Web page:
Bye-bye.



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#78: comparing short a , short o , and aw sound

Understanding a sequence of very similar sounds

Listen now!

Note: The most current podcast will begin playing, scroll down to the episode you wish to listen to.

Transcript

Hi everyone, and welcome back to Seattle Learning Academy’s American English Pronunciation Podcast.

My name is Mandy, and this is our 78th episode.

I’m staying on the topic of vowel comparison today.

In the last episode we studied vowels from high to relaxed in the middle of the mouth. Those vowels were the long e , short i , short e , and short u , ( long e , short i , short e , and short u ). Examples of words with those four sounds are beat, bit, bet, but .

Today I’m going to give you a series of vowels that are produced with the tongue low in the mouth, the short a , short o , and aw sound , which are pronounced ( short a , short o , and aw sound ).

Examples of words with these three sounds are cat, cot, caught .

Listen to the words again.

cat, cot, caught

The vowel sounds in those words were short a , short o , and the aw sound ( short a , short o , and aw sound )

cat, cot, caught

Let’s explore how these sounds are the same, and how they are different.

I already said they are all produced with the tongue low in the mouth. The similarities end there however. They are different in the shape of the tongue, the amount the jaw is open or closed, and the position of the lips.

The short a sound ( short a ) is pronounced with a slightly lowered jaw.

The body of the tongue is pressed forward and the front of tongue is low and pressed lightly into the bottom front teeth. The lips are relaxed. The sound is ( short a ) cat.

Repeat that sound and word after me:

short a , ( short a ) cat
( short a ) cat

So, for the short a sound, the body of the tongue is pressed forward and the front of tongue is low.

( short a ) cat

To transition into the short o sound ( short o ), the jaw opens and the body of the tongue moves back and drops low into the bottom teeth.

The lips are more rounded than for the short a sound, but still relaxed. The sound is ( short o ) cot.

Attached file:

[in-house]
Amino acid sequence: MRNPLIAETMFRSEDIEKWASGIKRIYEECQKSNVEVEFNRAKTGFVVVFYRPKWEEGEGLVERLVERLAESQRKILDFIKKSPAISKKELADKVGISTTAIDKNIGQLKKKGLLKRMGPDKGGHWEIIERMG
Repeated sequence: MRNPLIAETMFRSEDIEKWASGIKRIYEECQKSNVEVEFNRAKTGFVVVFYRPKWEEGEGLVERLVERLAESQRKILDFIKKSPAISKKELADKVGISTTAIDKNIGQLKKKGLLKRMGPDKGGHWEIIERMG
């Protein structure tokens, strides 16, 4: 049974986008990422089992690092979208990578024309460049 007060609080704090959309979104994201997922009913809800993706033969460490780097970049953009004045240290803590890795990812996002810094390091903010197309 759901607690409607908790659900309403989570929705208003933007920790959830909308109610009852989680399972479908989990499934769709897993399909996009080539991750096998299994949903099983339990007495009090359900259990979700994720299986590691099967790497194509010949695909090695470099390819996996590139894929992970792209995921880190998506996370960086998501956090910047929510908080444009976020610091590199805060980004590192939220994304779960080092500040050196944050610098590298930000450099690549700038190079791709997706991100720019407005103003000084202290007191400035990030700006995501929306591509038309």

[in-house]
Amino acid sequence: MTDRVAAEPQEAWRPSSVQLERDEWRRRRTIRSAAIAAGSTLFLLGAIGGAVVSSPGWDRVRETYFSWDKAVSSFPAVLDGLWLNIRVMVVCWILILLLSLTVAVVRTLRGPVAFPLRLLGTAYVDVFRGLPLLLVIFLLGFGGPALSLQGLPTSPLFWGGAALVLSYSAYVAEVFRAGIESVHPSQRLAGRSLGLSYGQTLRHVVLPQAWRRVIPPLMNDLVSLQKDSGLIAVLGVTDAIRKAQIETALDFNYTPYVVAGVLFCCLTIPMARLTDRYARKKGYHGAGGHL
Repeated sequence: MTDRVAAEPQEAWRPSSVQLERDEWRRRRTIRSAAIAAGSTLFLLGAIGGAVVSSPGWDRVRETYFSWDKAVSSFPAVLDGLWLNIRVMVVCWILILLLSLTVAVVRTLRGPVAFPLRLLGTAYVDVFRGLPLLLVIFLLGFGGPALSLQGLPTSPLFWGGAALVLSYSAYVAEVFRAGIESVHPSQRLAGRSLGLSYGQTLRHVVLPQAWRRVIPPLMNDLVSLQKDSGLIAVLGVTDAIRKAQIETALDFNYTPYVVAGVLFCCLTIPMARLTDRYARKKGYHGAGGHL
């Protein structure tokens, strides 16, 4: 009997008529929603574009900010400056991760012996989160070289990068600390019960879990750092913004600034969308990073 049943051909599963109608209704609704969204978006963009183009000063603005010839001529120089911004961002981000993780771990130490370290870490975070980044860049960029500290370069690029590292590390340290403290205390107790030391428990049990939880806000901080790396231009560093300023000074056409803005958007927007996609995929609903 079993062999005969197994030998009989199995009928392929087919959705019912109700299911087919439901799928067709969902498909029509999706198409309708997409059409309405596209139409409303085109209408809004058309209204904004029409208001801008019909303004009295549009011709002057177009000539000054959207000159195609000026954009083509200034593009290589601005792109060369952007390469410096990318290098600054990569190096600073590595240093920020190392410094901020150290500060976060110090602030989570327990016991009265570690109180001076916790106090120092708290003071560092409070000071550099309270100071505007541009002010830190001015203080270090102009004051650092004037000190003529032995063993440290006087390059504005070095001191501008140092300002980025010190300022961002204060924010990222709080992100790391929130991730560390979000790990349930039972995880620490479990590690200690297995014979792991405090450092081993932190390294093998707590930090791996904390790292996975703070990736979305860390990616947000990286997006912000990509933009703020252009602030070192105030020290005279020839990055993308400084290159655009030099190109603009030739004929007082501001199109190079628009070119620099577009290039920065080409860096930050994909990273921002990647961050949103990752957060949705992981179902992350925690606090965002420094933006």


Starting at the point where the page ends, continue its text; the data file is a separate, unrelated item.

Repeat that sound and word after me:

short o , ( short o ) cot
( short o ) cot

Remember, for the short o sound, the jaw opens and the body of the tongue moves back and drops low into the bottom teeth.

( short o ) cot

The transition into the aw sound from the short o sound is kind of complex.

The jaw closes about halfway from the short o position, and the back of the tongue rounds slightly upward. The lips are made into an oval shape, and may push outward. The sound is ( aw sound ) caught.

Repeat that sound and word after me:

( aw sound ) caught
( aw sound ) caught

To review, to create the aw sound , the back of the tongue rounds slightly upward.

The lips are made into an oval shape, and may push outward.

( aw sound ) caught

To compare all three sounds, the short a ( short a ) is the most forward, with the front of the tongue low, the short o ( short o ) has the jaw quite open and the tongue back and in the lowest position in the middle of the mouth.

The aw sound ( aw sound ) requires closing the jaw again, which forces the back of the tongue upward, but only slightly. During the aw sound , the lips are made into a tense oval shape, which also alters the sound from the short o .

Let’s practice some minimal sets of all three of these sounds.

I’ll say all three words, then leave time for you to repeat after me.

cat, cot, caught
add, odd, awed
sad, sod, sawed
stack, stock, stalk
tack, tock, talk

Don’t be surprised if it takes a lot of listening practice to recognize these as separate and distinct sounds.

The short a , short o , and aw sound cause a lot of trouble for many, many non-native speakers from a wide variety of language backgrounds.

There is a new free lesson up on Pronuncian that gives audio examples of these sounds as well as a written description and illustration.

If you are a Pronuncian subscriber, there is also a listening quiz attached to the lesson. You can test yourself and see how well you can hear the difference between these sounds. I’ll link to that lesson from this show’s transcripts. You can find the transcripts for this show as well as all of our past episodes by visiting www.pronuncian.com/podcast.

If you’re not a Pronuncian subscriber yet, you may want to consider subscribing.

It costs as little as $15 per month if you sign up for a 6-month subscription. You get access to all the Pronuncian listening exercises, quizzes, video lessons, and the TrueVoice record and compare feature. Besides the extra content, you provide Pronuncian with the financial support that allows us to continue creating these podcasts as well as all of the Pronuncian.com content. Go to www.pronuncian.com/join to subscribe now.

To all of you who have already subscribed to Pronuncian, we thank you for your generous contributions.

That’s all for today.

Thanks for listening everyone.

This has been a Seattle Learning Academy digital publication.

SLA is where the world comes to learn.

Bye-bye.